Cycling Fuel for Lactose Intolerant Cyclists

23
Feb
2013

Cycling Fuel for Lactose Intolerant Cyclists

Jeff asks:

“I am extremely lactose intolerant, and many of the commercial bars and supplements have whey as a major ingredient.  I have a hard time finding fuel for my rides.  Help.”

Kelli’s Answer: 

Thanks for your question.  Pack your own non-whey nutrition.  Here are a few non-whey options:

1)      Clif bars – Clif bars use soy as their protein source, no whey.  Coconutz is also a really good, non-whey fuel option.  Also, if you’d like a more “whole-food” bar, try Kind+Protein bars (these also use soy).  Although I don’t think you should overload your diet with soy protein, it’s works well for a protein-fuel option for most people.  Try to use non-GMO soy protein sources.

2)      PB2 – This is defatted peanut butter, or just peanut protein powder (4 gm. protein/tbsp.).  It tastes awesome and comes in both regular peanut butter and chocolate peanut butter.  All you have to do is add water to the consistency you’d like (scroll down on linked page for my review of PB2).

3)      If you’re up for making your own bars, try our lemon , orange, or banana bars.  To add more protein, add PB2 or another powder that you digest well.

4)      Justin’s peanut butter packets.  These are single serving peanut butters that are easy to carry.  You can add jelly packets if you’d like, and have a bread-less PB & J on the go.

5)      Our Rice Burritos or Dr. Lim’s Rice Cakes.  Both are savory and work great for fuel without any whey.  Also, you can try our Pesto Pitas and Sweet Potato options for real food.  These have slightly less protein but still make for a good fuel option.  Since these are more bulky, you’ll want the support car to carry these for you.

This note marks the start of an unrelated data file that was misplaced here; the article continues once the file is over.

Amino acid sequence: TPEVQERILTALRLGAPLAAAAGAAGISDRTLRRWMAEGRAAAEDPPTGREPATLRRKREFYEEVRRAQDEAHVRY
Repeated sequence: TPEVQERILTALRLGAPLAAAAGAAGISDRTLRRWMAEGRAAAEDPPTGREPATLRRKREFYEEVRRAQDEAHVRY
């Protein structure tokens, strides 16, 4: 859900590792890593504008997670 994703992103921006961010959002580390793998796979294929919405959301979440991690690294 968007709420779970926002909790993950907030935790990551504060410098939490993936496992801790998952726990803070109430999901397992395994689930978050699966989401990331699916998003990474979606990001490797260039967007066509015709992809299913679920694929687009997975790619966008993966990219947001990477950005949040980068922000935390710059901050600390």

For these longer rides, I recommend a carb and electrolyte drink throughout every hour, a carb option such as a ½ bar or gel every 30-60 minutes, and then a more “whole-food” option that includes protein every 3 hours or so.  In order to not bonk, and yet no overload yourself, try for 200-300 calories (60+ grams carbs) per hour and then add these extra real foods every 3 hours on top of that.  You’ll find more details on nutrition needs during different phases of the ride here.  Stick with small amounts at any one time so that you are able to easily digest them and keep blood flowing to your legs, where you need it!

Please send us your questions for our Expert Sports Nutritionist, Kelli Jennings to “Ask the Sports Nutritionist“.  Kelli Jennings is a Registered Dietitian with a passion for healthy eating, wellness, & sports nutrition.  For more information go to www.apexnutritionllc.com.

Enjoy Your Ride

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2 Responses to “ Cycling Fuel for Lactose Intolerant Cyclists ”

  1. Sarah Kopf on February 23, 2013 at 3:45 pm

    As a lactose intolerant cyclist, I appreciate this post!

    Sarah
    http://www.thinfluenced.com

    • Kelli Jennings on February 26, 2013 at 2:18 pm

      Hi Sarah,
      You’re very welcome! Thanks for the comment:)

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My question is other than juice, can you suggest modifications in lieu of table sugar for energy and hydration.

Answer:

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Please send us your questions for our Expert Sports Nutritionist, Kelli Jennings to “Ask the Sports Nutritionist“. Kelli Jennings is a Registered Dietitian with a passion for healthy eating, wellness, & sports nutrition. For more information go to www.apexnutritionllc.com.

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